Beer promoters have been visiting restaurants and beer gardens around Phnom Penh to speak to customers about female workers’ right to be treated with respect. Women working in places such as beer gardens have reported feeling a regular and daily risk of being sexually harassed, so members of the Solidarity Association of Beer promoters in Cambodia (SABC) are working to change this.

For the 16 days campaign, banners with the message ‘Sexual harassment stops here!’ have been making the rounds of different outlets. After speaking to SABC representatives about the importance of ending violence against women and what actions they can take, many people chose to step up to the banner and show their support. Customers chose which action they committed to do—listen, support or report—and posed for photos, with many people choosing more than one action. They then shared these to facebook to encourage others to also take action.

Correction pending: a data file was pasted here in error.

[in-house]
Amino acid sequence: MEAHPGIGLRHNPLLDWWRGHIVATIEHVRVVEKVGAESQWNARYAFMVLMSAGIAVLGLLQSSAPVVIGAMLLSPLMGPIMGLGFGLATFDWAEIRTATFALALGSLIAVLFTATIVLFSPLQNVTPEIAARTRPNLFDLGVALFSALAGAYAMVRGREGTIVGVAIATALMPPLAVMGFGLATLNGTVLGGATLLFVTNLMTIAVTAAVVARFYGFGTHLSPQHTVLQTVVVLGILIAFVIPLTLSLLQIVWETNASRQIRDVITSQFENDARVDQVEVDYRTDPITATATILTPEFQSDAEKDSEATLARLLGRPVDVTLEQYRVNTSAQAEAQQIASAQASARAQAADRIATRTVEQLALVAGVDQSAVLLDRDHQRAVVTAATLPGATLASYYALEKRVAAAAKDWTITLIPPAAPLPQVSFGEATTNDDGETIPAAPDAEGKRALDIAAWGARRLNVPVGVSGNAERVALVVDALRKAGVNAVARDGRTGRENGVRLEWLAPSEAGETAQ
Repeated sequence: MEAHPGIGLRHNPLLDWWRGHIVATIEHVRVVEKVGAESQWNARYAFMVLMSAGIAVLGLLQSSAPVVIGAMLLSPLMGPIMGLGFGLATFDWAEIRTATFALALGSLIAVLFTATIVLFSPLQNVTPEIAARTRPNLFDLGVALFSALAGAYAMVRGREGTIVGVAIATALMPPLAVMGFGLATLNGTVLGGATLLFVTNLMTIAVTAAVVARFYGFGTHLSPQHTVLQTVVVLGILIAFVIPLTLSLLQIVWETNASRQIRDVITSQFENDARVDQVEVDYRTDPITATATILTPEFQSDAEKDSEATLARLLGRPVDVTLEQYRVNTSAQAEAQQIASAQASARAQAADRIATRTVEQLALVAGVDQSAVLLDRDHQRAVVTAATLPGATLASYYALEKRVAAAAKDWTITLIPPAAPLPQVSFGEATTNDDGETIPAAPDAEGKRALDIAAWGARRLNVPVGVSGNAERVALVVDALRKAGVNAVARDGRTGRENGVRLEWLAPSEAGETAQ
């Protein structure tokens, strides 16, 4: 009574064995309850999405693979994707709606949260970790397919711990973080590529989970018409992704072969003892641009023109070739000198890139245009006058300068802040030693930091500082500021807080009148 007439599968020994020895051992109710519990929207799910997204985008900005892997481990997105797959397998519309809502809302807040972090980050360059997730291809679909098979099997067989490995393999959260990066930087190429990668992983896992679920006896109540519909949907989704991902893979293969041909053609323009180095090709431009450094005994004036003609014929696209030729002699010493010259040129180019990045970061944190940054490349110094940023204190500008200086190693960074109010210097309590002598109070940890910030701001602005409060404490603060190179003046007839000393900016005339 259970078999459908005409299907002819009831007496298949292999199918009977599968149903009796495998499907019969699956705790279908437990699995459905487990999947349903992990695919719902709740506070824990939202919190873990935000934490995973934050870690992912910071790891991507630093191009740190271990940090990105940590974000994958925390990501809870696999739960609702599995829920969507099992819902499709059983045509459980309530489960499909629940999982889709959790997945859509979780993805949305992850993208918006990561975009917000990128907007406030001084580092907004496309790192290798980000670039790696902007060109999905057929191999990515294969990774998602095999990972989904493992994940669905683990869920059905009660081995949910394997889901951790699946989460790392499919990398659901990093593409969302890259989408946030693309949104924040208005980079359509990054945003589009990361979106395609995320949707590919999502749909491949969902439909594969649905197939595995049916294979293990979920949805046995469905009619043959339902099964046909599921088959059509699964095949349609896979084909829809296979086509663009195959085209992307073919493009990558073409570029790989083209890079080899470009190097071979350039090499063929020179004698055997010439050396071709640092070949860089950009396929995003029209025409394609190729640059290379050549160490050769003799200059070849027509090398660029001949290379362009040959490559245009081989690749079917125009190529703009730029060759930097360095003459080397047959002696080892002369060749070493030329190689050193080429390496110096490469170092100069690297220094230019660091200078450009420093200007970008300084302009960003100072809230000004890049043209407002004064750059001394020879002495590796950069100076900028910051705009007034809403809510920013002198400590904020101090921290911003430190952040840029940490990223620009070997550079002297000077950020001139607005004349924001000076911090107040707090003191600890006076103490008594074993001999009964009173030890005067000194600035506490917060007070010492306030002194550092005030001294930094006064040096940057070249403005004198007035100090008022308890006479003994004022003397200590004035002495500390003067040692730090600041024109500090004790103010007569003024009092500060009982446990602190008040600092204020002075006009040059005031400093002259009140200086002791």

IMG_5628“It is good to provide this information because I have often seen violence against women in my community and near my house. If we have information to share it is easier to help to stop this,” said one young man. “Having no violence is good for our families and our country. From now on I will support more and not blame women,” said another.

IMG_5639Restaurant managers are keen to share this information within their businesses. This manager was proud to pose with a sign declaring sexual harassment would not be tolerated in his restaurant and was eager for people to know of him as someone who ensures his employees are treated with respect.

He encourages everyone to listen without judgment when they hear of incidences of harassment or violence. “I must listen to my staff. This is the first and best way to show women respect.”